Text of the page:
Python has IPython and Matplotlib. IPython can't display output if assignments are made, and displays only the last evaluated expression. Matplotlib is really slow, really ugly, and uses a ton of memory. Also you can either get it integrated in IPython, but with zero interactivity, or in a separate window, with just very bare-bones support for plot rotation/translation/scale.

As a CAS I also expect Mathematica to be the best, you can do CAS in Python via SymPy/Sage/Mathics but I don't rely too much on that, personally, so I'm not in a position to evaluate.

Overall, I'll still be using Mathematica for many tasks, it's a great tool.

As a tool for numerical computation it fares better. Its main rival would be Matlab, whose strength really lies in the great toolboxes Mathworks provides.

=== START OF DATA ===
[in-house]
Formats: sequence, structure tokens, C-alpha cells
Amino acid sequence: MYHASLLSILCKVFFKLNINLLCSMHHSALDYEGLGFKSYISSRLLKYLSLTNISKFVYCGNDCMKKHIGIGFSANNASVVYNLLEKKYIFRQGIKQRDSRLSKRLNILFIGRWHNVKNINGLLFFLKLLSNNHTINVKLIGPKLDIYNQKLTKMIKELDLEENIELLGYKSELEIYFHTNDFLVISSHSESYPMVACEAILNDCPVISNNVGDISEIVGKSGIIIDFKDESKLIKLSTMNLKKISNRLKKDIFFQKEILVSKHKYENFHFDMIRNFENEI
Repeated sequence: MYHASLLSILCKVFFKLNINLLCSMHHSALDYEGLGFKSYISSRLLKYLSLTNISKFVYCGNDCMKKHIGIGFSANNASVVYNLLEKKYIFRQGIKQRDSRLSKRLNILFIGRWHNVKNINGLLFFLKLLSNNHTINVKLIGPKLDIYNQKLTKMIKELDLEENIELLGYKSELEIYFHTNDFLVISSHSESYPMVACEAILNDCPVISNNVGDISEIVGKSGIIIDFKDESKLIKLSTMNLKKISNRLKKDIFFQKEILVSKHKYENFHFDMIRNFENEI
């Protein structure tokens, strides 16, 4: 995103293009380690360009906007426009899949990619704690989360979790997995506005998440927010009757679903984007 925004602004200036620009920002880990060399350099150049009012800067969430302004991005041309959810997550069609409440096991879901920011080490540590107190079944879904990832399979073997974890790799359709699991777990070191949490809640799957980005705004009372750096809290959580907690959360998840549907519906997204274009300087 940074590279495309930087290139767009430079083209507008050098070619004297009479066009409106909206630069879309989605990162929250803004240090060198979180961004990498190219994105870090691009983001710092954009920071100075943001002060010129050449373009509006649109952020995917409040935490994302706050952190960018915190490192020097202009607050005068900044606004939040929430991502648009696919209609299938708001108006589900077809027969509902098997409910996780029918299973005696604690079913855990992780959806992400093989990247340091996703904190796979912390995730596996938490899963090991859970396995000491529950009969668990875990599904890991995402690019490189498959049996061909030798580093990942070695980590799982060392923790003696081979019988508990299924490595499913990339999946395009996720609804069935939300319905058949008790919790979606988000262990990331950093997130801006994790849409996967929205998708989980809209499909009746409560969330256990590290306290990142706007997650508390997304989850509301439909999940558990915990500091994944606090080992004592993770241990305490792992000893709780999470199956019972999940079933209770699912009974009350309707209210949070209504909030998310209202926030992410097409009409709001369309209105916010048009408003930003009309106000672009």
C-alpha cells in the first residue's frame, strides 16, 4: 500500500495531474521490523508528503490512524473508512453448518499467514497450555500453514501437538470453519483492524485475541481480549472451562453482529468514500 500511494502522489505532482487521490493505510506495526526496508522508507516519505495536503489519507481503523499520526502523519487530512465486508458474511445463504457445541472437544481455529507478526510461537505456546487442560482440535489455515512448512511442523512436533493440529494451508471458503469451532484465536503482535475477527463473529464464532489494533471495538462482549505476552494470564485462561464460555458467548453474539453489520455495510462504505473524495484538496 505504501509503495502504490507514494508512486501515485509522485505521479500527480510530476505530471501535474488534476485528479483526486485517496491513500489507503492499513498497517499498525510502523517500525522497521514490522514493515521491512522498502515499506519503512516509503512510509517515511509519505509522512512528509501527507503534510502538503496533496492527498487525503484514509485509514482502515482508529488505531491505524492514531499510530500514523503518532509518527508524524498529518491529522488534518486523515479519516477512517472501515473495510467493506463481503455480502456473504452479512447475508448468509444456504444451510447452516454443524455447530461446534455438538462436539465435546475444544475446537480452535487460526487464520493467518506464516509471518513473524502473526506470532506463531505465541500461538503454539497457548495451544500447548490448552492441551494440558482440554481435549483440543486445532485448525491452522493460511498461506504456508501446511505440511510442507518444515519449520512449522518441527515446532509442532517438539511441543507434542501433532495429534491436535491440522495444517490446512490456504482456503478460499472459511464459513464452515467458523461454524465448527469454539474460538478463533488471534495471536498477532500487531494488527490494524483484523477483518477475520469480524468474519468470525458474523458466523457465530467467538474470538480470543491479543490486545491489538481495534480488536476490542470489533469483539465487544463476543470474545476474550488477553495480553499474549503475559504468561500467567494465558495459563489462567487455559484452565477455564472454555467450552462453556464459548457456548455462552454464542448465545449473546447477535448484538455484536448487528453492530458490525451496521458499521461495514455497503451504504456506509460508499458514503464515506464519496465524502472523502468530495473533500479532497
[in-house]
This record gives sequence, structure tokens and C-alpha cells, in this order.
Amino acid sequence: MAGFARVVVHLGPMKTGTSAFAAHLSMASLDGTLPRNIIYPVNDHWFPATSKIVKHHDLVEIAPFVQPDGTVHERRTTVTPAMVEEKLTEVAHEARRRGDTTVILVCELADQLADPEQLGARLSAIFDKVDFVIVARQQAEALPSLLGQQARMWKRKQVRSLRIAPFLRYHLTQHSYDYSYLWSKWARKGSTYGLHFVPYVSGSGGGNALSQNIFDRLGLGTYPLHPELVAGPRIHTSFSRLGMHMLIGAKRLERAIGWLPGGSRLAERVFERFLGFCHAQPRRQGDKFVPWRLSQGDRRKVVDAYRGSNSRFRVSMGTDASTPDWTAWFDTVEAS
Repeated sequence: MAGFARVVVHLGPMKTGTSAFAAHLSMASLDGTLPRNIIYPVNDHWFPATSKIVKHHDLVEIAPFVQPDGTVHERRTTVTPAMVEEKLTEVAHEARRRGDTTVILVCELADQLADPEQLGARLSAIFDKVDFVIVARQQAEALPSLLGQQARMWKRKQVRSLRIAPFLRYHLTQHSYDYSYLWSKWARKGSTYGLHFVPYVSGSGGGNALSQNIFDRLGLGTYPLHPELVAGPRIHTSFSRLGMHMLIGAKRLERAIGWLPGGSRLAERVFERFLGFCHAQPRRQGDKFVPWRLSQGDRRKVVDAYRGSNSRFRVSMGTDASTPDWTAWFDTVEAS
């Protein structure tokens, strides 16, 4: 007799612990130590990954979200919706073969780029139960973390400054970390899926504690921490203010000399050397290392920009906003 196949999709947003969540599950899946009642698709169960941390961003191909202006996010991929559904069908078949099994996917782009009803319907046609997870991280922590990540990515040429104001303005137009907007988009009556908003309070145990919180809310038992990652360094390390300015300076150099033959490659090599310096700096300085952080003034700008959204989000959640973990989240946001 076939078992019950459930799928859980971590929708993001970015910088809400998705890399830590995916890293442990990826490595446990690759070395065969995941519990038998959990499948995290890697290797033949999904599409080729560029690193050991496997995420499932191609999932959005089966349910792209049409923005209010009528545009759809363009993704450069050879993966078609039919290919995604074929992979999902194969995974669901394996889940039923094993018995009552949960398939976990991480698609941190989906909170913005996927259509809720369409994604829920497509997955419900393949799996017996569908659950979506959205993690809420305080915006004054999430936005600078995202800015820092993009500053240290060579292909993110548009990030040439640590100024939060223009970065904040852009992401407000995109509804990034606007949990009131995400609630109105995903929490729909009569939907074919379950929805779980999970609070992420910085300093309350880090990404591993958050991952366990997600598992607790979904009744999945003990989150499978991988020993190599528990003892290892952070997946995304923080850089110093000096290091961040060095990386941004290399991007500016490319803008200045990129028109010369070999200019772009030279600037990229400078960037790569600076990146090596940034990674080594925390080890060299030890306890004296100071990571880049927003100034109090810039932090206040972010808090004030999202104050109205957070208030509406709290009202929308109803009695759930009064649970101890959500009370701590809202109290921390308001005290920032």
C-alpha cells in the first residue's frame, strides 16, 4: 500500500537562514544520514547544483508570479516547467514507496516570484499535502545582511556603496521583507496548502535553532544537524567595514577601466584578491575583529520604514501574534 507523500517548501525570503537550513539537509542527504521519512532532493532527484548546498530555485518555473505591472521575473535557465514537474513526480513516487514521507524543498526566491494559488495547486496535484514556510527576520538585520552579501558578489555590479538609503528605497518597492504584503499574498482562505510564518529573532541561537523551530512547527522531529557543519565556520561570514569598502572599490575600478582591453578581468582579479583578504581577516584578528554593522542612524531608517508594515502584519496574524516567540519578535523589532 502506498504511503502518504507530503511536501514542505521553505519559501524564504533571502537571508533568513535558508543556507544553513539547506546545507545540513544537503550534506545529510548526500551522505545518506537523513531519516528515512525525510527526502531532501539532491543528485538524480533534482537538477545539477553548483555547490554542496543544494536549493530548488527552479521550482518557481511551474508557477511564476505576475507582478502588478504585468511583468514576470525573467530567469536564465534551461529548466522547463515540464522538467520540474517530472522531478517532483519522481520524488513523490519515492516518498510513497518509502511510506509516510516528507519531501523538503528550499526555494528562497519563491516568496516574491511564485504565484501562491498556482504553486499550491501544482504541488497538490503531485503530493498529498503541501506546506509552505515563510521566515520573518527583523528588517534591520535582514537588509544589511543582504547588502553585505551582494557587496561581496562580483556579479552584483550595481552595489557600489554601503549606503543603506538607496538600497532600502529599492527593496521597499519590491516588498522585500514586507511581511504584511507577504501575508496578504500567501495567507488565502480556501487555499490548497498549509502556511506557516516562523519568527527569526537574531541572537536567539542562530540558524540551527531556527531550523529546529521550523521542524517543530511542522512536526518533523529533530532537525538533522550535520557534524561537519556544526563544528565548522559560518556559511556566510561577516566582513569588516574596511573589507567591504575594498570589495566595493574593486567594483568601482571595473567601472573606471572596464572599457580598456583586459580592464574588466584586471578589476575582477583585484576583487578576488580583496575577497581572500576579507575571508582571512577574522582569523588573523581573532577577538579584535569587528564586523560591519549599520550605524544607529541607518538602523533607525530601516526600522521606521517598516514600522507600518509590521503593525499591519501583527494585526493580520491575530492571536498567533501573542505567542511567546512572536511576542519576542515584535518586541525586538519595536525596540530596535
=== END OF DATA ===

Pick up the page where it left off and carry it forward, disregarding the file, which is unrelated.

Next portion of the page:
Even if the SciPy ecosystem is large with a good community, there are many areas where its packages are lacking, not well supported or immature.

Overall, I'll still be using Mathematica for many tasks, it's a great tool.

As a tool for numerical computation it fares better. Its main rival would be Matlab, whose strength really lies in the great toolboxes Mathworks provides.

Even if the SciPy ecosystem is large with a good community, there are many areas where its packages are lacking, not well supported or immature.

Sadly though for the most Matlab is not that popular because of the unique functionality it provides, but because MathWorks markets well to the academia and it became the language of choice for many researchers and courses.

Also, researchers don't care about redistributing source nearly as much as they really should, this day and age it's all still about printed publications...